Just thought I’d drop in with a brief update about how I’m going to lose my mind. On Monday I returned to SJEH to begin my four week Emergency Medicine elective, which is, while so far very exciting, possibly the worst rotation I could have chosen. Over the next couple of months I have to prepare for Step 2 CS (June 17th), Step 2 CK (July 17th for now, may be changed) and get everything ready for ERAS and the NRMP. In addition, by the 20th of this month, I have to submit the materials required for my school to create an MSPE so spectacular that program directors’ eyes will burst from their heads with wonder at what a spectacular candidate I am. This is of course, after they have swooned from the thrill of how awesome my personal statement and letters of recommendation are and how impressive my CK score is. A high pressure elective (with a schedule of call that makes my study schedule nigh impossible to adhere to) in what is gearing up to be a season full of strain? Excellent planning there! (more…)
Posted tagged ‘Internal Medicine’
I can hardly believe that there is only one week left of my Internal Medicine rotation. While it does feel like I’ve been at Wyckoff forever, it also seems like time has flown by, especially with the (grade-determining) final exam only a few days away. It’s been a busy month for me so I haven’t had time to update as much as I would have liked, but here’s a brief description of how the second half of IM went for me.
It seems like in the blink of an eye, 12 weeks has turned into 5. This week was the beginning of the second half of my internal medicine at WHMC and things have unexpectedly shifted gears. Before I explain how, I needs must recap my experience of the first half of IM.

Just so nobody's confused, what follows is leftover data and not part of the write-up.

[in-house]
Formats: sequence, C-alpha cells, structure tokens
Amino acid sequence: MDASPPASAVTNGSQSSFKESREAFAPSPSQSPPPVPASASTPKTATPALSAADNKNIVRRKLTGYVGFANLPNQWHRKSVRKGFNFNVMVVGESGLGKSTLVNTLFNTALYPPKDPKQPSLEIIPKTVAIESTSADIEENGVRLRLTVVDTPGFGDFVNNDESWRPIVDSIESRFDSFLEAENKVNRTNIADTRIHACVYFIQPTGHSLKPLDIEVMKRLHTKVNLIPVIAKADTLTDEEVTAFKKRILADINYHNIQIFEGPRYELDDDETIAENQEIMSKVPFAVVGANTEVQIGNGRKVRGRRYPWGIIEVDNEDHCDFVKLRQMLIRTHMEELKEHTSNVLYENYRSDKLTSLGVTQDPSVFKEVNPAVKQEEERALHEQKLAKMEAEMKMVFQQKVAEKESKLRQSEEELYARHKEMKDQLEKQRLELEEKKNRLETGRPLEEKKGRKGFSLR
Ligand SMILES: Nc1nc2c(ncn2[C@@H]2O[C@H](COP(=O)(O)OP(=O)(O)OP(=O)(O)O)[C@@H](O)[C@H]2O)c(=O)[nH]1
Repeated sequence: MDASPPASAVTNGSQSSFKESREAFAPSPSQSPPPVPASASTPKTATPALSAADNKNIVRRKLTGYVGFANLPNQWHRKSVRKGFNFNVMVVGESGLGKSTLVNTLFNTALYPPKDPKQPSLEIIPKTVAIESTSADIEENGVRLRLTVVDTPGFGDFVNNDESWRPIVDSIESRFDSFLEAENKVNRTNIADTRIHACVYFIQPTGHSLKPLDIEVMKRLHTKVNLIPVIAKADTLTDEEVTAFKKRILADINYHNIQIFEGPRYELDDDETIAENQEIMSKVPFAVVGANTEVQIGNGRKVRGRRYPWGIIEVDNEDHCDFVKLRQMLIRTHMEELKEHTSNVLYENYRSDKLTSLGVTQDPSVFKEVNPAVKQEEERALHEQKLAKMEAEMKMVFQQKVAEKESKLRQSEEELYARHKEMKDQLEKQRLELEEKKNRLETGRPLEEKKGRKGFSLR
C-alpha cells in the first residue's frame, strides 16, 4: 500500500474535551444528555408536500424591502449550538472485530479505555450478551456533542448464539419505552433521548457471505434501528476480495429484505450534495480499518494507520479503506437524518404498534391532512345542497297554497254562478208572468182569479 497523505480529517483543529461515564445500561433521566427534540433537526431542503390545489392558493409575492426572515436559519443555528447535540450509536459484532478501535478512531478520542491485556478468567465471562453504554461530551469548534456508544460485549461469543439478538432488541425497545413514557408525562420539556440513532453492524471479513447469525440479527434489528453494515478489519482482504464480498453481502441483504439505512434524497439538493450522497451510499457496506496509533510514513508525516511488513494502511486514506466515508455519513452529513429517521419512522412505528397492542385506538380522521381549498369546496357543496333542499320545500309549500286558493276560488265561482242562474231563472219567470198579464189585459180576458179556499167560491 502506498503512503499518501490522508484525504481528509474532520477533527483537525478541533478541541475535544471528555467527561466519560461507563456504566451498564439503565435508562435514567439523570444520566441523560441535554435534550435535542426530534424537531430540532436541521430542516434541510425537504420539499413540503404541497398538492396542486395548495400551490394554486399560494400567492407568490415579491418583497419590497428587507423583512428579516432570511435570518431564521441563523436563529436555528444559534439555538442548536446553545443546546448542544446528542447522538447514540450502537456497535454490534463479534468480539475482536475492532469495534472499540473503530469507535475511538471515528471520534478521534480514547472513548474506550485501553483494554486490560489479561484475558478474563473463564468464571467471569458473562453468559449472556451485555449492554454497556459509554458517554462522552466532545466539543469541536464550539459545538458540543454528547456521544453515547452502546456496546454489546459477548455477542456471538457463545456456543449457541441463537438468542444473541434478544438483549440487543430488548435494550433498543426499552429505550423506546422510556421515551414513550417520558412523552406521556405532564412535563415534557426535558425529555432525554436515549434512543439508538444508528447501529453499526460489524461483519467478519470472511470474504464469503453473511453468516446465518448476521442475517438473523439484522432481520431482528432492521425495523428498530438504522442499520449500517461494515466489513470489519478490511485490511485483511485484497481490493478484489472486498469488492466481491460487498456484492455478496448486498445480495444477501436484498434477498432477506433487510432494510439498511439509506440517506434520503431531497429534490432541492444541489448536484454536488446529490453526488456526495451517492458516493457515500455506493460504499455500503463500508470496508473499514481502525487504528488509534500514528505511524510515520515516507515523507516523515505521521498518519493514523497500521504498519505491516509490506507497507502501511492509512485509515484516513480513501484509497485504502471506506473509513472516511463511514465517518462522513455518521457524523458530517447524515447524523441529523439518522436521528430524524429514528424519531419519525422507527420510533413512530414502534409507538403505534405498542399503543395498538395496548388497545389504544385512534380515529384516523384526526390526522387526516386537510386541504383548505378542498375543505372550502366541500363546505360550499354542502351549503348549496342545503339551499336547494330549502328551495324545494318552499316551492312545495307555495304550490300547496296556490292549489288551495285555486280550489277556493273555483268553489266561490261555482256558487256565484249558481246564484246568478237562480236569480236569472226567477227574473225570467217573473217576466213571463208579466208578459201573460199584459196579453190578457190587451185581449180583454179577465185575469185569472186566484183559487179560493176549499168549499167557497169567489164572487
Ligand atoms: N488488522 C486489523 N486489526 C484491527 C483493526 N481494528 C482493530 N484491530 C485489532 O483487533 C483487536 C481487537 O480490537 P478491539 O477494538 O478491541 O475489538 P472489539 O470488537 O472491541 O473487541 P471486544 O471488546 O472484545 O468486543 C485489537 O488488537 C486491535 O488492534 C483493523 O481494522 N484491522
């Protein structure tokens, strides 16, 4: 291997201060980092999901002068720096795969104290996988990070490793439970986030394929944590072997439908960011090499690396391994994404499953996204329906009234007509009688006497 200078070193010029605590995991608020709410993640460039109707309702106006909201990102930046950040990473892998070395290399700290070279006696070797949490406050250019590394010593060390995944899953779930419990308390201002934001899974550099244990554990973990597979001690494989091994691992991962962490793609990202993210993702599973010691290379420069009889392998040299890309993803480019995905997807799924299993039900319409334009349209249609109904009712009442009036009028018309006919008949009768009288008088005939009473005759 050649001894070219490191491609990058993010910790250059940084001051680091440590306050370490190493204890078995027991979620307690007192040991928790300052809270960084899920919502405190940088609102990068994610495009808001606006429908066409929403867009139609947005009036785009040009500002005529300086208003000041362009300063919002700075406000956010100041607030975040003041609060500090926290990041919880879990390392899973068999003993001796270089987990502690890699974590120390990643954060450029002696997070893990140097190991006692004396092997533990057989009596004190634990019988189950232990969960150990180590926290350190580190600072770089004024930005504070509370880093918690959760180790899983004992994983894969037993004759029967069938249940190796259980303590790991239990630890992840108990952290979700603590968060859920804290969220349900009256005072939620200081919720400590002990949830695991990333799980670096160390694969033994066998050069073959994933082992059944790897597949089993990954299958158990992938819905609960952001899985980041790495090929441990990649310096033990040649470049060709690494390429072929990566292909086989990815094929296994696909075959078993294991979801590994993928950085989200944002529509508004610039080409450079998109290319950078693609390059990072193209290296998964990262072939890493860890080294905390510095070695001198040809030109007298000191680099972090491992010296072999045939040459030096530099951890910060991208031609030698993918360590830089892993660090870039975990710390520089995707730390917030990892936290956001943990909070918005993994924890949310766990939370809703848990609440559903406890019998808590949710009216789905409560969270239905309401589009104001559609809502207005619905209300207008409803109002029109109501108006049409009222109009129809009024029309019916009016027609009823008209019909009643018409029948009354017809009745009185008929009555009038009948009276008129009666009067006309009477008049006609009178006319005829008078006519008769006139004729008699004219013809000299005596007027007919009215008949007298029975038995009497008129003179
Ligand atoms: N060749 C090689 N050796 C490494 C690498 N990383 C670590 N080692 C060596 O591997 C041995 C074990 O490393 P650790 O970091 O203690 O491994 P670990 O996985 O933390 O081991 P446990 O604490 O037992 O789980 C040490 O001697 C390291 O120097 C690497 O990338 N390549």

At Wyckoff, IM is split into two modules: service and private. For six weeks, one is part of a service team (mine was the blue team) which consists of one attending, two senior residents, 4-6 interns (first year residents) and 6-8 medical students. The team is responsible for service patients (patients who are admitted to the hospital and assigned to a random team) as well as certain private patients (usually, those who have been admitted by the attending but sometimes, just patients that are under the care of the intern and/or resident). The role of the student varies, depending largely on how willing one’s intern is to take one under his/her wing. A student may be asked to obtain clinical data, ferry samples to the lab, perform physical exams, research topics related to the patient’s condition or to present the patient during attending rounds. Basically, whatever any person on the team asks a student to do, the student must do it. Students are also required to give a 20-30 minute powerpoint case presentation related to one of the service patients for the team*. In addition, every 4 days, the team has short call (from 7 am to 7 pm), during which time, the team admits new patients from the ER. Of course, students are required to attend lectures during the day as well (this is also true for the second module). Residents and interns rotate from team to team every month, so I actually shadowed 2 interns (and thus, had two different experiences) during the service half of my rotation. (more…)
Happy New Year/明けましておめでとう/¡Feliz Año Nuevo!
Apologies for the ridiculously long hiatus to all those have been wondering what has been going on with me. 4Q of 2010 had quite a few challenges – a case of hyperthyroidism that I didn’t pay attention to until I nearly fainted during attending rounds*, some disappointment from Ross, and the start of my Internal Medicine rotation at Wyckoff Heights Medical Center (which I am now ⅓ of the way through). Nonetheless, I shouldn’t have left everyone hanging so long. That is why the first of my 11 resolutions for 2011 is as follows: (more…)